In part 6, the conclusion of this Exclusive Interview, Dr. Scott Kahan talks with Diabetes in Control Associate Medical Editor Joy Pape during the AACE 2018 convention in Boston, MA about the stigma and impact of having excess weight.
Scott Kahan, MD, MPH is the Director of the National Center for Weight and Wellness in Washington, D.C.
Transcript of this video segment:
Pape: So, that really opens up with both of us being so passionate about the topic of preventing and fighting weight bias and stigma. What is that and can you give some tips on that?
Kahan: Yes, so weight is an incredibly stigmatized condition in our society, and throughout most of the world. We all know this from seeing the heavy kid in the schoolyard being teased and shamed, and unfortunately, it’s much more pervasive than just that. It happens in work places, in the healthcare system, and throughout society at large. On top of that, we have a lot of research now showing that not only is weight stigma not nice, but it leads to a range of poor health outcomes. Of course it leads to poor mental health outcomes, things like the propensity towards depression or binge eating or the like, but it also leads to poor physical health outcomes. People who experience weight stigma have a higher likelihood of metabolic syndrome, higher cholesterol, diabetes, and at least one study shows that people who experience weight stigma have a higher likelihood of premature mortality believe it or not. On top of that still, people who experience weight stigma tend to gain more weight and that is a misconception that people really don’t realize. A lot of people sometimes think they’re doing good by stigmatizing towards someone because they think it’s going to motivate them to lose weight but the research shows the exact opposite – it’s going to make things worse. So, it’s an important area to address. Frankly, I think it’s every bit as important as addressing obesity itself, as in the physical aspects of obesity. So that is something that I spend a lot of time speaking on and working with doctors on.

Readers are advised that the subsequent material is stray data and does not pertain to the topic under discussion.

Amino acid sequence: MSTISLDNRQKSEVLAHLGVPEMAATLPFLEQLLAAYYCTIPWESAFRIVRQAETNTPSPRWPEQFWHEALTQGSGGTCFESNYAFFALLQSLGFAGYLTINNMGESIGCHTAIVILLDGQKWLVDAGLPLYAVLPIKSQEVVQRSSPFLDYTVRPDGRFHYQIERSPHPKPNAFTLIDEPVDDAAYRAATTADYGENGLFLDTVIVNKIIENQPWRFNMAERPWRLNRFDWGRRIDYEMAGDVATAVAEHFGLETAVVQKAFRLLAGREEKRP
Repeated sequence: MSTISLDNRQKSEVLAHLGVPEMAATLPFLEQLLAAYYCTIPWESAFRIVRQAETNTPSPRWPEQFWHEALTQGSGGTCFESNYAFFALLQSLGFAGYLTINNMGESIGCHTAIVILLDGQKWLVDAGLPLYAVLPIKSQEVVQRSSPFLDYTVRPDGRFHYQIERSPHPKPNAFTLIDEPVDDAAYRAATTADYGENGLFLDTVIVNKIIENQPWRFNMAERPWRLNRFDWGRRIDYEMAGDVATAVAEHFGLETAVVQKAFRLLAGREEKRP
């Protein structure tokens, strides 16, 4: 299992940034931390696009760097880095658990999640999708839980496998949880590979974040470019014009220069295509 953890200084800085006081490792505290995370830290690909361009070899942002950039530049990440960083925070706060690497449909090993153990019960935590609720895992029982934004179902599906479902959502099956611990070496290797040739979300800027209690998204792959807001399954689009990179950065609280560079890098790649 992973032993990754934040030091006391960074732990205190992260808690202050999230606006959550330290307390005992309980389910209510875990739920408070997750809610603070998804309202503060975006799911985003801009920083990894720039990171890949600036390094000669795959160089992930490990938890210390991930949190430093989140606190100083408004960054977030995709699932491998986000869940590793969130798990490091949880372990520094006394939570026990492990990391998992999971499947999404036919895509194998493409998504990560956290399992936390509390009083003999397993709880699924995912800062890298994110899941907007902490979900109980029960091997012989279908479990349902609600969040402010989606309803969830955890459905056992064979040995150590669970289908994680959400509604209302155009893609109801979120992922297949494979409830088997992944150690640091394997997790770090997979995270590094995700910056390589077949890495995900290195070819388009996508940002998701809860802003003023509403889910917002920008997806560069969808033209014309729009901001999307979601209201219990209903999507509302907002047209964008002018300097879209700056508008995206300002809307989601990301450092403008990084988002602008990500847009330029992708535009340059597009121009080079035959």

Pape: So, there is an organization that both you and I are involved in and have a lot of respect for and that is the Obesity Action Coalition (OAC). And so, we will tell our members about that. We thank you for joining our board and hopefully through Diabetes In Control, we can get the word more out on what we are talking about today.
Pape: Thank you so much for your work – so many people need it and can be helped.
Kahan: Thanks, Joy.